Question for Bill Crider: should I read the Sally Good mysteries in order?

Carolyn Heilbrun--
The NYT did a Sunday magazine cover story on her before she died, with a nice picture.

July 24, 2009  
Blogger pattinase (abbott) said...

STRAIGHT MAN and the novels of David Lodge and Malcolm Bradbury are my favorites along with Batya Gur and Amanda Cross. Both gone too soon.
And I didn't know about Bill's academic mysteries. Off to find some.

July 24, 2009  
Anonymous Fred said...

Peter,

She must have really immersed herself for the other novels, because they seem so complete in the creation of their little worlds. The other two murders involve the Arabs in Jerusalem and a murder on a kibbutz.

July 24, 2009  
Blogger Peter Rozovsky said...

Linda, if you've been to the museum since the heist, you'll have seen that the spaces once occupied by the missing works were left unfilled except by notes of explanation. That's rather touching, I think. I suppose there is something intimate about the museum's space. But I've always loved Italian Renaissance painting, so I've naturally thought of the museum as grand, with its Titian, Giotto and Piero della Francesca.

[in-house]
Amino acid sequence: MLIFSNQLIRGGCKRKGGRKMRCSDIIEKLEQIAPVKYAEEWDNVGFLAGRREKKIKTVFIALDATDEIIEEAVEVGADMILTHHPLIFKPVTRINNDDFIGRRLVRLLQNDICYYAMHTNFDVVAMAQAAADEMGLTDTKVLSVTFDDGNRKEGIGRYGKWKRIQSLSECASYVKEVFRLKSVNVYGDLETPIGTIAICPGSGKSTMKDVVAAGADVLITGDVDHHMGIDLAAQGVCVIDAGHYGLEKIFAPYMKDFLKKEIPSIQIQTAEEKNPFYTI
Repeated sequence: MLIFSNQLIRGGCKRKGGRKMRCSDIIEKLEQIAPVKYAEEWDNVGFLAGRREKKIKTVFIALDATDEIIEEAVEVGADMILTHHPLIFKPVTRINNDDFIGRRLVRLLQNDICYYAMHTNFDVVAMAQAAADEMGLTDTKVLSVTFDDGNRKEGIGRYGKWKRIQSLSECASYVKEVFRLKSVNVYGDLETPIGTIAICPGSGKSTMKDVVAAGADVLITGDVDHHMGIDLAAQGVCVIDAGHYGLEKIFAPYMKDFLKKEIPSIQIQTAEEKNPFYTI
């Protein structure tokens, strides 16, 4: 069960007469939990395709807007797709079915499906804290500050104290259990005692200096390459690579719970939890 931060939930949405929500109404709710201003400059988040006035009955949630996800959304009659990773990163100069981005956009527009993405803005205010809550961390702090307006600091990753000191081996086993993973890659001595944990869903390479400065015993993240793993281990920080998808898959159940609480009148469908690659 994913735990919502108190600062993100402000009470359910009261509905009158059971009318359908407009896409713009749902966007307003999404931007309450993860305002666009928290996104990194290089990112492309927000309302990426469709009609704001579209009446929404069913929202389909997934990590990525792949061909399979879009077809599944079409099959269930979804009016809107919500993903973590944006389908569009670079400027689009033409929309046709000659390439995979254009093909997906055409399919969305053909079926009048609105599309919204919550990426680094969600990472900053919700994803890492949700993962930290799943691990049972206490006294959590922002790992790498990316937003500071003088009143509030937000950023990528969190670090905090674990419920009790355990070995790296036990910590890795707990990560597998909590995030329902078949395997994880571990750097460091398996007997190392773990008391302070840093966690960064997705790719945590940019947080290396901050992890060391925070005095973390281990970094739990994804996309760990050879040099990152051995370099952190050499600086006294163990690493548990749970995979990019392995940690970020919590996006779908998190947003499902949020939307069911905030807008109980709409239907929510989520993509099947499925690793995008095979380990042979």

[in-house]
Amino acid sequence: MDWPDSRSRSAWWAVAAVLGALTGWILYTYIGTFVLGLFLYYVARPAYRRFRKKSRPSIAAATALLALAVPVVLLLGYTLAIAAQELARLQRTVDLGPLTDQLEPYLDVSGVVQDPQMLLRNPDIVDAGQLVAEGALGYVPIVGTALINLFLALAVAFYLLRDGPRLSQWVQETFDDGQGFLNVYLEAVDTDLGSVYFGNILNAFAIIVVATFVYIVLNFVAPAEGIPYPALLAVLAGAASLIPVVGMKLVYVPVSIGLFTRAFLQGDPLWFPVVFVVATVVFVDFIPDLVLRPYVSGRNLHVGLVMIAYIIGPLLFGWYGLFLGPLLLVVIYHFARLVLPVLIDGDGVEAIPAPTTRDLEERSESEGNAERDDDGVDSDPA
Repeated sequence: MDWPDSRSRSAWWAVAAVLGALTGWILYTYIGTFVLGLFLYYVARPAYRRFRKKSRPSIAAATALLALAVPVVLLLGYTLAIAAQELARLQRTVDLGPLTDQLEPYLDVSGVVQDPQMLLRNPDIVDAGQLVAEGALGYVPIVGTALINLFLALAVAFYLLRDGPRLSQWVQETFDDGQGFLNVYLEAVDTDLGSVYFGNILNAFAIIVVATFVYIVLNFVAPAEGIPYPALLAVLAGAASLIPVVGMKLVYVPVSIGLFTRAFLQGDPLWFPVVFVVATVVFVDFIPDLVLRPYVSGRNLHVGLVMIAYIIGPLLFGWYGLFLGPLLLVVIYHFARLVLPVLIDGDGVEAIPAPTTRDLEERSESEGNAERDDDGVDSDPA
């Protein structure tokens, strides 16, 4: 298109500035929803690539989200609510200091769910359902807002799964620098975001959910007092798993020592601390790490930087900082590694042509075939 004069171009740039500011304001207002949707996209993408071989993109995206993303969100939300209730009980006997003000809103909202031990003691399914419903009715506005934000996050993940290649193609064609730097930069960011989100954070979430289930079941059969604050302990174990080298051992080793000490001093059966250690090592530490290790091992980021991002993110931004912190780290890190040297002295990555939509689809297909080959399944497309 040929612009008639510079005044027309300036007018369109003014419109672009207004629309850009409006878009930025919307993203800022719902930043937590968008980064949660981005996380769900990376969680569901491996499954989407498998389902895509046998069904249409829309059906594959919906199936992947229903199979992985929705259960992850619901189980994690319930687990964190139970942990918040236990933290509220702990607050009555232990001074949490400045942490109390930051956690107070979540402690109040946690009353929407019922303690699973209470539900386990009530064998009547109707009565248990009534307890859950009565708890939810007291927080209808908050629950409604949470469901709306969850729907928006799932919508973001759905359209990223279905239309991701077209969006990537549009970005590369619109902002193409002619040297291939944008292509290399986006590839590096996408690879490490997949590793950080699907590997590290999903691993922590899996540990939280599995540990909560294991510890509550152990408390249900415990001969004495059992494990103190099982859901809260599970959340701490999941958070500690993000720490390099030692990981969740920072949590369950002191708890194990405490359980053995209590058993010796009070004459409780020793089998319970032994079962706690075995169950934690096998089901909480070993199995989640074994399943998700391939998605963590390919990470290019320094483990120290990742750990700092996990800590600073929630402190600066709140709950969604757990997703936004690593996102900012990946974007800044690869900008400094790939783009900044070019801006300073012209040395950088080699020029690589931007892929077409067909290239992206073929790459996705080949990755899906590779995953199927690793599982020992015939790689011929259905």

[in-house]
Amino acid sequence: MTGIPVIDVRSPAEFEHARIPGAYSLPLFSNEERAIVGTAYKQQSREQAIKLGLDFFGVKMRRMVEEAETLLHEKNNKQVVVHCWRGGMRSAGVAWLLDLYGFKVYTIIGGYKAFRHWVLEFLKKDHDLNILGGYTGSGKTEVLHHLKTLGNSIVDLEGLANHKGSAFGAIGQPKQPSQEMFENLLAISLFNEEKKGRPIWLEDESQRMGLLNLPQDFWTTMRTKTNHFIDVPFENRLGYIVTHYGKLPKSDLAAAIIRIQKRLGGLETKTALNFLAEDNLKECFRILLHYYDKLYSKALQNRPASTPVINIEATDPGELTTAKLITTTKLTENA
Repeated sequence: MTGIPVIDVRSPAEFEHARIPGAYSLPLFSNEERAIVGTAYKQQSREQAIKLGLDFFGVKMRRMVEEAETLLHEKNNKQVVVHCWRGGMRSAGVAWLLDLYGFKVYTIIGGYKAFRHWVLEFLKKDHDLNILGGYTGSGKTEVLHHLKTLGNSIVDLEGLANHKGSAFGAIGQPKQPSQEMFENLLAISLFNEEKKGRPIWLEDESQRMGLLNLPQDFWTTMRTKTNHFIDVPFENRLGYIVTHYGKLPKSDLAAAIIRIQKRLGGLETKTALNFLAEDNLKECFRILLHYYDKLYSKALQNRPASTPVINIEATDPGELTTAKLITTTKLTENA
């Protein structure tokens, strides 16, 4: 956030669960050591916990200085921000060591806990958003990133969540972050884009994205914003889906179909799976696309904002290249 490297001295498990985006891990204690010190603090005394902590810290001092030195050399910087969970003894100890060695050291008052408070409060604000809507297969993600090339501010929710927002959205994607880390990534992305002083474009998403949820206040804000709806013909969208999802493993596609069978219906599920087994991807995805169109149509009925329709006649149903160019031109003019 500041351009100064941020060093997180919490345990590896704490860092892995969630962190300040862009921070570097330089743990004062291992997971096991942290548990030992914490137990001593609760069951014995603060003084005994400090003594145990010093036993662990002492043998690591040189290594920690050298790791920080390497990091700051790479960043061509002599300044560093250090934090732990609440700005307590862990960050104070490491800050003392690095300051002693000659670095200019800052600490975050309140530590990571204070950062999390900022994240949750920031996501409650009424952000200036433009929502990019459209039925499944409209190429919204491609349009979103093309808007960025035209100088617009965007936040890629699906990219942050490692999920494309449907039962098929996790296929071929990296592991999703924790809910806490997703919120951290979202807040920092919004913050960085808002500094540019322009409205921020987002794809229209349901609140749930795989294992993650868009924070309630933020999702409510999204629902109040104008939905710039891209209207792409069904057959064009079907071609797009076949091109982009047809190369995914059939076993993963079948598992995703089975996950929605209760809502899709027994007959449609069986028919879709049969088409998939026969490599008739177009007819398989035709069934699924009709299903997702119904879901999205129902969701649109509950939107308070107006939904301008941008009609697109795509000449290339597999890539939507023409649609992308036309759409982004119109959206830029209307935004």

Speaking of crime and the Gardner Museum, Isabella Stewart Gardner herself was apparently not above smuggling to avoid paying duty on the art she imported. For some reason, I have never seen this mentioned in brochures or on placards at the museum.

Carolyn Heilbrun was not afraid to ruffle feathers, at least when wearing her Amanda Cross hat. If I recall right, Kate Fansler's husband was a Shakespeare specialist -- not that he taught Shakespeare anymore since the institution of open admissions, the narrator tells us.

July 24, 2009  
Blogger Peter Rozovsky said...

Patti, one wonders what further sub-worlds Batya Gur would have explored.